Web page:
Despite a desperate defence, the defenders began to suffer heavy casualties. Williams rushed up the slope, joined by one of the IY companies half way up. Suddenly 300 Boers who had been sheltering behind rocks leapt from their positions in a semi-circle and charged over the summit yelling “Stormt” and firing as they ran. Captain Crawley’s 53rd Company IY observed then silhouetted against the skyline and opened fire, scattering the burghers and wounding many. The Boers counter-attacked and Crawley fell mortally wounded. The guns were overrun and members of their detachments captured. Williams was killed. The British regrouped briefly but then turned and fled and the Boers’ continued their charge down the slope, through the horse-lines, the transport park, then the hospital and into the British encampment at the foot of Groenkop. The civilian doctor, Dr Reid was killed but the senior medical officer, Maj Caldwell, continued to patch up casualties brought into the hospital tent. He found de Wet and asked him to spare the hospital, which he did. De Wet reportedly used his sjambok on at least one Boer who was seen robbing a body.
53rd Company IY remained in position – apparently overlooked by the Boers – and as they attempted to escape towards Tradouw, they were discovered by the Boers who recommenced firing, killing Squadron Sergeant Major Reed. Twenty managed to escape but the remainder was either shot of captured. The battle was over by 03h15.
Rundle had been alerted by the sounds of the battle and ordered Colonel Tudway to investigate with 60 mounted infantrymen. De Wet had been tempted to attack this camp as well, but changed his mind. As Tudway approached the scene of devastation, he almost rode into the Boers who called on him to surrender. Tudway wheeled about and managed to escape. Rundle ordered the ILH to proceed to the scene of the action, but due to a communication problem, they were notified far too late to have been of any use.
The British lost 9 officers and 49 ORs killed or died of wounds, while 6 officers and 78 ORs were wounded. 3 officers and 203 ORs were captured. Boer losses were 14 killed and 30 wounded. De Wet’s booty included the 15-pr gun, the Maxim-Nordenfelt pom-pom, 20 wagons, rifle and artillery ammunition, tents, 500 mules & horses and to quote de Wet: “…one wagon loaded with spirits so that the burghers who were not averse to this, could satisfy their thirst”.
Maj Gen Chris le Roux thanked the speaker on behalf of the audience and those in attendance then enjoyed some fellowship in the adjacent room.
Conference to coincide with the 115th anniversary of the Anglo-Boer War, Dundee October 2014.
The SAMHS has combined forces with the Talana Museum, Dundee to arrange a conference that will coincide with the 115th anniversary of the beginning of the Anglo-Boer War of 1899-1902. It will coincide with the Museum’s “Talana Live” weekend of the 17th to the 19th October 2014, and take place from the 20th to the 22nd October 2014. The theme will be “From the Anglo-Boer War to the Great War” and there will be an local and international array of speakers. Please diarise this significant and historical event.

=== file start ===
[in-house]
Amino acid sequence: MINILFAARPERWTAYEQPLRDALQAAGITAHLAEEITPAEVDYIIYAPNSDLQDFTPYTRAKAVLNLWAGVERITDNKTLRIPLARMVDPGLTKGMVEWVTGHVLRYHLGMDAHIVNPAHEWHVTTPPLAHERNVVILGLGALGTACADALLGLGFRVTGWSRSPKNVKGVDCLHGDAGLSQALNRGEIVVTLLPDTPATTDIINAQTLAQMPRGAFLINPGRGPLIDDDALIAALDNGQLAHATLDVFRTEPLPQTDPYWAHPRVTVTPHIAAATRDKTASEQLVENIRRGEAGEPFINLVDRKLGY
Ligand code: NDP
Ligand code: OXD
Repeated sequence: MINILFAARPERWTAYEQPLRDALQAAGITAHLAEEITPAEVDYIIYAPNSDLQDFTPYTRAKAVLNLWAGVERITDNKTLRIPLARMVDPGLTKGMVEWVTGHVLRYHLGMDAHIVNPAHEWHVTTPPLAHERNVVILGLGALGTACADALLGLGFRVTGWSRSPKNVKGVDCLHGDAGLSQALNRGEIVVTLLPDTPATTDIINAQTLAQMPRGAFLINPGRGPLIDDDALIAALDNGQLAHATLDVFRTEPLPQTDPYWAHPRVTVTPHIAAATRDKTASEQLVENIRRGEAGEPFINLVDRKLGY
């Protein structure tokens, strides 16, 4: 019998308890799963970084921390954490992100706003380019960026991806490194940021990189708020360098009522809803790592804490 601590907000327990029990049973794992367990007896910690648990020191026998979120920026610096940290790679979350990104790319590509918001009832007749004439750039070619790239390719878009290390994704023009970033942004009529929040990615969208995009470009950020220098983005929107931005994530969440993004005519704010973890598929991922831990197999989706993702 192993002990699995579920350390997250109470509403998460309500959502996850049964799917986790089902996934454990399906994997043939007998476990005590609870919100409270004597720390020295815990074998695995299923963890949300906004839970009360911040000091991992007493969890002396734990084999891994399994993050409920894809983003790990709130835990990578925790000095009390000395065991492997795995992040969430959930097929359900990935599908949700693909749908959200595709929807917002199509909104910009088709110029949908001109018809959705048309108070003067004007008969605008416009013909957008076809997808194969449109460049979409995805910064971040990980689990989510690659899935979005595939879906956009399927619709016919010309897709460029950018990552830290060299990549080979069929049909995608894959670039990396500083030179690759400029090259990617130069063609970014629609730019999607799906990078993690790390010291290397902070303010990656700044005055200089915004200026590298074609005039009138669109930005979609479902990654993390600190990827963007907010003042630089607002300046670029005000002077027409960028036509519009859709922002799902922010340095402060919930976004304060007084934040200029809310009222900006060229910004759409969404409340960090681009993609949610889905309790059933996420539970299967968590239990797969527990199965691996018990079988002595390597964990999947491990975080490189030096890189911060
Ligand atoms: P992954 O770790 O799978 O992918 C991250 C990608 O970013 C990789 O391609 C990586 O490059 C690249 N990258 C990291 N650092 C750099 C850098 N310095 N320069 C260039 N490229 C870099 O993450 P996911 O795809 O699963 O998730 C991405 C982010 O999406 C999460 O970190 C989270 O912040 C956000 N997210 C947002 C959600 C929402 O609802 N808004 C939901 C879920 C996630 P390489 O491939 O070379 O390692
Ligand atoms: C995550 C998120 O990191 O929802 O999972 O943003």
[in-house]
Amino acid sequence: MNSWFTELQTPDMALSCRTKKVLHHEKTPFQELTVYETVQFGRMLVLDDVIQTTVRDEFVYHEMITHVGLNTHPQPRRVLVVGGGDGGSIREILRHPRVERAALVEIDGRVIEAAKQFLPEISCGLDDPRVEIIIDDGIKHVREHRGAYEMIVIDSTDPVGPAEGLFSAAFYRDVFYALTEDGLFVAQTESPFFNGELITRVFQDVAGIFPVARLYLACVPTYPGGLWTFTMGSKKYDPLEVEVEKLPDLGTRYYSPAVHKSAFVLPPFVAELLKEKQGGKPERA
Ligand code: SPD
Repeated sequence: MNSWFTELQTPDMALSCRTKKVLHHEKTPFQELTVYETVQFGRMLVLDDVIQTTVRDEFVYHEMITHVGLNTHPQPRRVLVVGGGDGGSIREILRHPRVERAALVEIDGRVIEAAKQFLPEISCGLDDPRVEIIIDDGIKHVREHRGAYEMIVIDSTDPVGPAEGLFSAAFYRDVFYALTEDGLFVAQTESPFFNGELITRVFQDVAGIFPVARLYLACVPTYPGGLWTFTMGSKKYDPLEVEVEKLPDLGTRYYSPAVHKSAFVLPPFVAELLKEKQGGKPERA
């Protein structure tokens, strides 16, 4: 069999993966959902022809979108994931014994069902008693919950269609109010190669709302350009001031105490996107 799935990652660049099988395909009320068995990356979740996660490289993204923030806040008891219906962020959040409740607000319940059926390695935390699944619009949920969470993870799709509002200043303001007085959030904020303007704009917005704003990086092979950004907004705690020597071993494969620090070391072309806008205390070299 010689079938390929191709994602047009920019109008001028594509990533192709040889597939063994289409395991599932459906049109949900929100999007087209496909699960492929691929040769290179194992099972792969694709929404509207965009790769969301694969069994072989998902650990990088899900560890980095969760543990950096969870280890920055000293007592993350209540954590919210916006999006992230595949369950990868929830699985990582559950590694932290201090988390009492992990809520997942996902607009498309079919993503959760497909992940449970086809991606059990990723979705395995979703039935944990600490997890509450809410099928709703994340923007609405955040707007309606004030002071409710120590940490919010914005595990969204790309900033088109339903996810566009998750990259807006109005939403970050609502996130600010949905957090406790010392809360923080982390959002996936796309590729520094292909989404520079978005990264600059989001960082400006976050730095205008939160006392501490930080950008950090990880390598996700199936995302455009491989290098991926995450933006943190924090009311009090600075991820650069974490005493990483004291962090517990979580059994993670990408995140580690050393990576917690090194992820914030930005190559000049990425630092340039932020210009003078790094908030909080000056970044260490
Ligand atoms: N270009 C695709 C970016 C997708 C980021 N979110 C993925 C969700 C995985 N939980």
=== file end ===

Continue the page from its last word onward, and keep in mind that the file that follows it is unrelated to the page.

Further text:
Next Meeting: 16th January 2014.
19h00 for 19h30. Please note that as usual, the first meeting of the year will be held on the THIRD THURSDAY (instead of the customary second Thursday) of January 2014. The speakers will be:
Darrell Hall Memorial Lecture (“DDH”): Tin Tin and Military History” by Dr Mark Coghlan
Main Talk: “Update on Syria” by Major Peter Williams.
Venue as usual will be the Murray Theatre, Department of Civil Engineering, University of KwaZulu-Natal Howard College Campus, Durban.
Thursday 13th February 2014 (NB – back to the 2nd Thursday):
Darrell Hall Memorial Lecture: “The Eclipse of the Luftwaffe” by Bill Brady
Main Talk (this will be the first of the WW1 100 series): “Gallipoli” by Robin Smith
Thursday 13th March 2014:
Darrell Hall Memorial Lecture: “Guadal Canal – The Naval Battles” by Roy Bowman
Main Talk: WW1 100: “The German Invasion and Occupation of Belgium and North-East France, from August 1914” by Paul Kilmartin.
Note that Paul will be travelling to South Africa from the UK on holiday to present this talk.
Thursday 10th April 2014:
Darrell Hall Memorial Lecture: “RN Gunboats & Motor Launches - I was on them” by Prof Ken Knight
Main Talk (as part of our WW1 100 series): “Prelude to the First World War” by Capt (SAN) (Retd) Brian Hoffmann.
Note that Capt Hoffmann will be travelling from Cape Town to deliver his lecture.